A glass vial containing a coded message from a Confederate commander across the Mississippi from where Lt. Gen. John C. Pemberton’s forces were losing the battle of Vicksburg has been decoded. The commander reports that Pemberton can expect no help from him. The message is dated July 4, 1863, the day Pemberton surrendered to Gen. Ulysses S. Grant’s Union army.
The tiny sealed bottle was donated to the Museum of the Confederacy in 1896 by Capt. William A. Smith who fought on the Confederate side at the siege of Vicksburg. It remained unopened and unexamined in the collection for 120-plus years, until collections manager Catherine M. Wright decided to open the bottle and see what the message said.
Inside the bottle they found the coded note, a .38-caliber bullet and a white thread. The bullet was a weight that would allow the vial to sink if the messenger had to hastily dump it in the river upon discovery.
Wright asked a local art conservator, Scott Nolley, to examine the clear vial before she attempted to open it. He looked at the bottle under an electron microscope and discovered that salt had bonded the cork tightly to the bottle’s mouth. He put the bottle on a hotplate to expand the glass, used a scalpel to loosen the cork, then gently plucked it out with tweezers.
The sewing thread was looped around the 6 1/2-by-2 1/2-inch paper, which was folded to fit into the bottle. The rolled message was removed and taken to a paper conservator, who successfully unfurled the message.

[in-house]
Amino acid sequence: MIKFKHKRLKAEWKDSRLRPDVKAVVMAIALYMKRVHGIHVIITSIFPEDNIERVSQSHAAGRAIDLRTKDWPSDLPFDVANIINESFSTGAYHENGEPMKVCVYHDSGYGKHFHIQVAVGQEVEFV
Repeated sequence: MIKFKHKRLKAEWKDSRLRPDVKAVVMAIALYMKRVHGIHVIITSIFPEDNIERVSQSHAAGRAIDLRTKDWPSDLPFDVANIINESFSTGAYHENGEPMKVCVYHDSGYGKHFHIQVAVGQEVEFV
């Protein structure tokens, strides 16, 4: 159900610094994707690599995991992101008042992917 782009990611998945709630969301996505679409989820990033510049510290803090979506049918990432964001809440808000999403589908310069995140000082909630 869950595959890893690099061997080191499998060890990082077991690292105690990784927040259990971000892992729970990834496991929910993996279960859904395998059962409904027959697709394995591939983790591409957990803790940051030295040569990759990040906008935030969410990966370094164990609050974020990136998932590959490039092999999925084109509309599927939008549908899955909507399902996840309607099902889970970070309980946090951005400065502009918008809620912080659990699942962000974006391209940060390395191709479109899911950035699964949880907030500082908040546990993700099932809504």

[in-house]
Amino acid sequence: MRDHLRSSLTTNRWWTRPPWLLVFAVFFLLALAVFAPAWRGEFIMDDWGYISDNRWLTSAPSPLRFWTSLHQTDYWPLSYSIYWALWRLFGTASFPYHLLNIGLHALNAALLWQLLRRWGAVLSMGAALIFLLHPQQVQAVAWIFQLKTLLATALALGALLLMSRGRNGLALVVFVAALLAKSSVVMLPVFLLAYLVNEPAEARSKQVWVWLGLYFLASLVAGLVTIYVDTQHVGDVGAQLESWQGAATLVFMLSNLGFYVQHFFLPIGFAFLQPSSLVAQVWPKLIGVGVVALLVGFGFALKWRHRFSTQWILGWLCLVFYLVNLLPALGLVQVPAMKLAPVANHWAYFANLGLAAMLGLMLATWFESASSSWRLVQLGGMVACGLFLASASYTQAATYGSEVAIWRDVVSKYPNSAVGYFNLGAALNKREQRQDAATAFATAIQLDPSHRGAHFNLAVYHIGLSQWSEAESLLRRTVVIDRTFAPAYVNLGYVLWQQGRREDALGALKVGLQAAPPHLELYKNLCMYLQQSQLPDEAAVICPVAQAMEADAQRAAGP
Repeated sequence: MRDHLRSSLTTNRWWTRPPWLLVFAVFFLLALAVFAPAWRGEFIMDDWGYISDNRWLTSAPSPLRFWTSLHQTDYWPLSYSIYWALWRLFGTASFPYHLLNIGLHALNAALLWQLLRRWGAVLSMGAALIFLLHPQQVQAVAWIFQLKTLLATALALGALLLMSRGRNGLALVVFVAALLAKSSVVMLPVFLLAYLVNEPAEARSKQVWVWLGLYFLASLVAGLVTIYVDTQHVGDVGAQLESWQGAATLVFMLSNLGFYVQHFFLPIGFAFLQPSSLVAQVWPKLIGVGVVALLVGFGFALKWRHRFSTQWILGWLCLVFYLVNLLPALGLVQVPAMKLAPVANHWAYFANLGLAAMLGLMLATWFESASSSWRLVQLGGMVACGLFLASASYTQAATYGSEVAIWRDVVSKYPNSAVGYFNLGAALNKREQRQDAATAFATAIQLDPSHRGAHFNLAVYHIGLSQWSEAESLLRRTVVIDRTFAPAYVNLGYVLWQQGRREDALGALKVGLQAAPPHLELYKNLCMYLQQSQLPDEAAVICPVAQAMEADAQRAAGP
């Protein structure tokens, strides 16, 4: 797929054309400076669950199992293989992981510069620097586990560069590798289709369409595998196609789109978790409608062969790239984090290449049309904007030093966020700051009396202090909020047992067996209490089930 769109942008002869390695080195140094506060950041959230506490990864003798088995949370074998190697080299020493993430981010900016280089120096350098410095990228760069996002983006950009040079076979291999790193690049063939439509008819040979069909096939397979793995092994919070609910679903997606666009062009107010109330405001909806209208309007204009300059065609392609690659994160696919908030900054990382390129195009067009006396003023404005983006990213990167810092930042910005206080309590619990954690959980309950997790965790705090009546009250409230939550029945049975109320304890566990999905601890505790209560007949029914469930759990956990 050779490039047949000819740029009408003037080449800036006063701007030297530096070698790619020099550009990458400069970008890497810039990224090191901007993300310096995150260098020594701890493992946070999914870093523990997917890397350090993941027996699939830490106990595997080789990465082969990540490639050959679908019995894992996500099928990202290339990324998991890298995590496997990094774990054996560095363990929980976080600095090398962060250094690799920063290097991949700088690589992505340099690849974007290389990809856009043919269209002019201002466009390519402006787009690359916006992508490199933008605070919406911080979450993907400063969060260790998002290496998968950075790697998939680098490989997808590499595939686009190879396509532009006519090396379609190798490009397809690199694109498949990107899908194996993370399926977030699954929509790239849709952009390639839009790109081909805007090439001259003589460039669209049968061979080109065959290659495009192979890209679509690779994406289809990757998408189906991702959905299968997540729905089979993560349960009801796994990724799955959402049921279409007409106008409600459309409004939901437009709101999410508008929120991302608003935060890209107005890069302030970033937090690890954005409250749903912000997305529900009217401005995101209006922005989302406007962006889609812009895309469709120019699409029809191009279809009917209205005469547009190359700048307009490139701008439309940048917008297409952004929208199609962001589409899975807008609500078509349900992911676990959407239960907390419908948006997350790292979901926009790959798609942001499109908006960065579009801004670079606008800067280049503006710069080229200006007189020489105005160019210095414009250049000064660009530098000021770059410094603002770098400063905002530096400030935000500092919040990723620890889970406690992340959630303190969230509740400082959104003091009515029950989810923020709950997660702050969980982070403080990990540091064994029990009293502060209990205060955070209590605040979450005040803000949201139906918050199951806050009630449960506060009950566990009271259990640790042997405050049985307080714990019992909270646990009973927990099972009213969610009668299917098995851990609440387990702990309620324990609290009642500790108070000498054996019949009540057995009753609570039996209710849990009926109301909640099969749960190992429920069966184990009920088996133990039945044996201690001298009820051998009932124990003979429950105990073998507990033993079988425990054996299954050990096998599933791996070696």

But the coded message, which appears to be a random collection of letters, did not reveal itself immediately.
Wright tried to decipher the note herself but was unsuccessful. She contacted David Gaddy, a retired CIA code breaker, and he was able to crack the code in just a few leisurely weeks. Navy cryptologist Cmdr. John B. Hunter confirmed Gaddy’s interpretation.
The note was written in a Vigenère cipher, a fairly simple code that shifts letters a certain number of places, first described in the 16th century by Giovan Battista Bellaso. Blaise de Vigenère created a stronger version 30 years later for the court of Henry III, and in the 19th century its invention was misattributed to him.
The full decoded text of the note is:
You can expect no help from this side of the river. Let Gen’l Johnston know, if possible, when you can attack the same point on the enemy’s lines. Inform me also and I will endeavor to make a diversion. I have sent some caps (explosive devices). I subjoin a despatch from General Johnston.
It wasn’t signed, but it was probably sent by Maj. Gen. John G. Walker of the Texas Division. William Smith served under him at Vicksburg. General Johnston was Gen. Joseph E. Johnston who commanded 32,000 troops south of Vicksburg. He and Pemberton’s forces were separated by 35,000 of Grant’s troops.
Grant’s force besieged Vicksburg for six weeks, reducing the city to near starvation. People were eating dogs and wallpaper paste by the end. They were so bitter about the surrender that for 80 years the city refused to celebrate the Fourth of July.